I believe in experimentation. Sometimes you can come up with gold that way. But most experiments fail in the real world. Failure is valuable too, for what you learn from it. There is a saying I heard many years ago:
     
  11. xanadu
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    xanadu Contributing Member Contributor

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    Present tense is tough with third person, but it can be very effective with first person depending on what you're trying to do. I had a short piece that was a narrator basically talking to the audience as he told the story (there was a reason behind that, btw). Anyway, I thought it flowed well and wasn't difficult to follow.

    One Flew Over the Cuckoo's Nest is written in first person present as well, and I don't think I've ever heard a negative thing about that book. And it wasn't written that long ago, either (early 60's?).
     
  12. Cogito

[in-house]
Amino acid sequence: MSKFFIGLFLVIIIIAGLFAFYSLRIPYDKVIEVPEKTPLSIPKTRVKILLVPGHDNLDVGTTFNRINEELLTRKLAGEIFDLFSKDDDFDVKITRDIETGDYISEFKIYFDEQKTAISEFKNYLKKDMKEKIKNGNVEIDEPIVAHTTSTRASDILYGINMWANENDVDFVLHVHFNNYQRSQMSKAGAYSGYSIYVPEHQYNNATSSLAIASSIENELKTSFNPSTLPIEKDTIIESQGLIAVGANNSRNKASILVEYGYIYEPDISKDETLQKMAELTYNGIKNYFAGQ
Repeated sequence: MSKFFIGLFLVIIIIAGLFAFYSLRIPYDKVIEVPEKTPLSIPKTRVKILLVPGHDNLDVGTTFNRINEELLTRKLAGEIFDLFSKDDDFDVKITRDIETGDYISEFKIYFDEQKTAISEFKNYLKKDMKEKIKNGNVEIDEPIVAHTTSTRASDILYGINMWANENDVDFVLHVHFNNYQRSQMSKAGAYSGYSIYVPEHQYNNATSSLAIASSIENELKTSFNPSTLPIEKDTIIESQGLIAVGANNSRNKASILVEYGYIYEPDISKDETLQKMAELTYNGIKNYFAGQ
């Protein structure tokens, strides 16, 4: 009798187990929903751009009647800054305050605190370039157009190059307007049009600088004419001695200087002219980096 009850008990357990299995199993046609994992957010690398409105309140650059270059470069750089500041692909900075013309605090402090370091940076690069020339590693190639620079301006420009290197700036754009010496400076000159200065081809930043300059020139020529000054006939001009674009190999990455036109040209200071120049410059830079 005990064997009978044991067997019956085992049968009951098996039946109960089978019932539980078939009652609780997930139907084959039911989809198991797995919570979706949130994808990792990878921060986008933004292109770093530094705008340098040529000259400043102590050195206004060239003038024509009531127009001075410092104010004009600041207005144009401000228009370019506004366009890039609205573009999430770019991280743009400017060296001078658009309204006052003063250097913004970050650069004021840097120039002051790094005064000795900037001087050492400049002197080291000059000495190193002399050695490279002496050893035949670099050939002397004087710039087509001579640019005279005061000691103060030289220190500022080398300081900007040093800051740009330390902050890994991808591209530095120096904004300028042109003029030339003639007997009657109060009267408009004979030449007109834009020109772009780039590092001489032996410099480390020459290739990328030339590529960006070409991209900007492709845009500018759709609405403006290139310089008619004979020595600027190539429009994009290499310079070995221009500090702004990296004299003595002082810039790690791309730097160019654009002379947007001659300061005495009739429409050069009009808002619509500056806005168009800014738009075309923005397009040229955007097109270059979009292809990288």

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    Cogito Former Mod, Retired Supporter Contributor

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    Keep in mind that Bromden is mentally ill, and therefore the present tense narration works well. If the writing seems a bit off, it enhances the feeling of borderline rationality.

    Special circumstances can always apply. This is why it's important to understand the standard guiidelines of writing. Ninety-nine plus percent of the time, sticking to those guidelines will result in better writing. For that fraction of a percent where breaking te rules makes the story stand out, you need to understand why breaking out of the mold will improve that piece.